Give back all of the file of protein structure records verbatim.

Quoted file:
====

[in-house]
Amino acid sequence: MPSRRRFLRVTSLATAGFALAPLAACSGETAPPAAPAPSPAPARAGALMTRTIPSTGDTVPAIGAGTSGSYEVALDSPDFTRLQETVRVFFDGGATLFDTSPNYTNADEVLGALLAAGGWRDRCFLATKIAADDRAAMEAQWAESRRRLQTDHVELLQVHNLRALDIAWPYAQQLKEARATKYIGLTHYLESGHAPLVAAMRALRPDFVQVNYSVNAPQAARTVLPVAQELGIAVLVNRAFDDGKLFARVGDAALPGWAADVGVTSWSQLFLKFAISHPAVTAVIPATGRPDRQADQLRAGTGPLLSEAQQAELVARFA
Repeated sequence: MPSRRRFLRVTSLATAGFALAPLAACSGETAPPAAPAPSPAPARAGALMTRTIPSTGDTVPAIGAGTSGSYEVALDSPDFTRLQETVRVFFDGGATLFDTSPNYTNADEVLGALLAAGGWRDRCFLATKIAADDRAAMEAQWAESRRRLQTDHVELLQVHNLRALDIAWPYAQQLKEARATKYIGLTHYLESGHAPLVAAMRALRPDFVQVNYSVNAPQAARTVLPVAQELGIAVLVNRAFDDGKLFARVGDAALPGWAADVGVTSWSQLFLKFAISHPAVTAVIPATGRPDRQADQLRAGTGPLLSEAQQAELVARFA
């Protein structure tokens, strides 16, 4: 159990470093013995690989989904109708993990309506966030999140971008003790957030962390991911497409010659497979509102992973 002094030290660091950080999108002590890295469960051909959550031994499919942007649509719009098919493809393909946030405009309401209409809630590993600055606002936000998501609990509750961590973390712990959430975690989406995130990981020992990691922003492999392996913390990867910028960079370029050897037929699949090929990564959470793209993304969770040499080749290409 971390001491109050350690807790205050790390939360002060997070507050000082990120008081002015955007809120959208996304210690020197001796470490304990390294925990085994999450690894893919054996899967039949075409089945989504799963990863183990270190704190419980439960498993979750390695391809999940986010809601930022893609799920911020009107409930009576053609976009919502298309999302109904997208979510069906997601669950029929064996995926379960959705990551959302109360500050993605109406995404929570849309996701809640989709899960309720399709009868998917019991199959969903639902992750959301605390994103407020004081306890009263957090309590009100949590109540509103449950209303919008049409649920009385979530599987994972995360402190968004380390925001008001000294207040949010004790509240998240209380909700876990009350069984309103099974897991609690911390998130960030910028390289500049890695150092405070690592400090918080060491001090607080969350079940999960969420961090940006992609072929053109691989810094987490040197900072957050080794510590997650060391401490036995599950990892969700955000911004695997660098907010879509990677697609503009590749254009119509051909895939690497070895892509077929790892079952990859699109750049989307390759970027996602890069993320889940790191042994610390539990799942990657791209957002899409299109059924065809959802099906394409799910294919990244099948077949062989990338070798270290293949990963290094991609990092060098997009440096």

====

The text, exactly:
[in-house]
Amino acid sequence: MPSRRRFLRVTSLATAGFALAPLAACSGETAPPAAPAPSPAPARAGALMTRTIPSTGDTVPAIGAGTSGSYEVALDSPDFTRLQETVRVFFDGGATLFDTSPNYTNADEVLGALLAAGGWRDRCFLATKIAADDRAAMEAQWAESRRRLQTDHVELLQVHNLRALDIAWPYAQQLKEARATKYIGLTHYLESGHAPLVAAMRALRPDFVQVNYSVNAPQAARTVLPVAQELGIAVLVNRAFDDGKLFARVGDAALPGWAADVGVTSWSQLFLKFAISHPAVTAVIPATGRPDRQADQLRAGTGPLLSEAQQAELVARFA
Repeated sequence: MPSRRRFLRVTSLATAGFALAPLAACSGETAPPAAPAPSPAPARAGALMTRTIPSTGDTVPAIGAGTSGSYEVALDSPDFTRLQETVRVFFDGGATLFDTSPNYTNADEVLGALLAAGGWRDRCFLATKIAADDRAAMEAQWAESRRRLQTDHVELLQVHNLRALDIAWPYAQQLKEARATKYIGLTHYLESGHAPLVAAMRALRPDFVQVNYSVNAPQAARTVLPVAQELGIAVLVNRAFDDGKLFARVGDAALPGWAADVGVTSWSQLFLKFAISHPAVTAVIPATGRPDRQADQLRAGTGPLLSEAQQAELVARFA
């Protein structure tokens, strides 16, 4: 159990470093013995690989989904109708993990309506966030999140971008003790957030962390991911497409010659497979509102992973 002094030290660091950080999108002590890295469960051909959550031994499919942007649509719009098919493809393909946030405009309401209409809630590993600055606002936000998501609990509750961590973390712990959430975690989406995130990981020992990691922003492999392996913390990867910028960079370029050897037929699949090929990564959470793209993304969770040499080749290409 971390001491109050350690807790205050790390939360002060997070507050000082990120008081002015955007809120959208996304210690020197001796470490304990390294925990085994999450690894893919054996899967039949075409089945989504799963990863183990270190704190419980439960498993979750390695391809999940986010809601930022893609799920911020009107409930009576053609976009919502298309999302109904997208979510069906997601669950029929064996995926379960959705990551959302109360500050993605109406995404929570849309996701809640989709899960309720399709009868998917019991199959969903639902992750959301605390994103407020004081306890009263957090309590009100949590109540509103449950209303919008049409649920009385979530599987994972995360402190968004380390925001008001000294207040949010004790509240998240209380909700876990009350069984309103099974897991609690911390998130960030910028390289500049890695150092405070690592400090918080060491001090607080969350079940999960969420961090940006992609072929053109691989810094987490040197900072957050080794510590997650060391401490036995599950990892969700955000911004695997660098907010879509990677697609503009590749254009119509051909895939690497070895892509077929790892079952990859699109750049989307390759970027996602890069993320889940790191042994610390539990799942990657791209957002899409299109059924065809959802099906394409799910294919990244099948077949062989990338070798270290293949990963290094991609990092060098997009440096």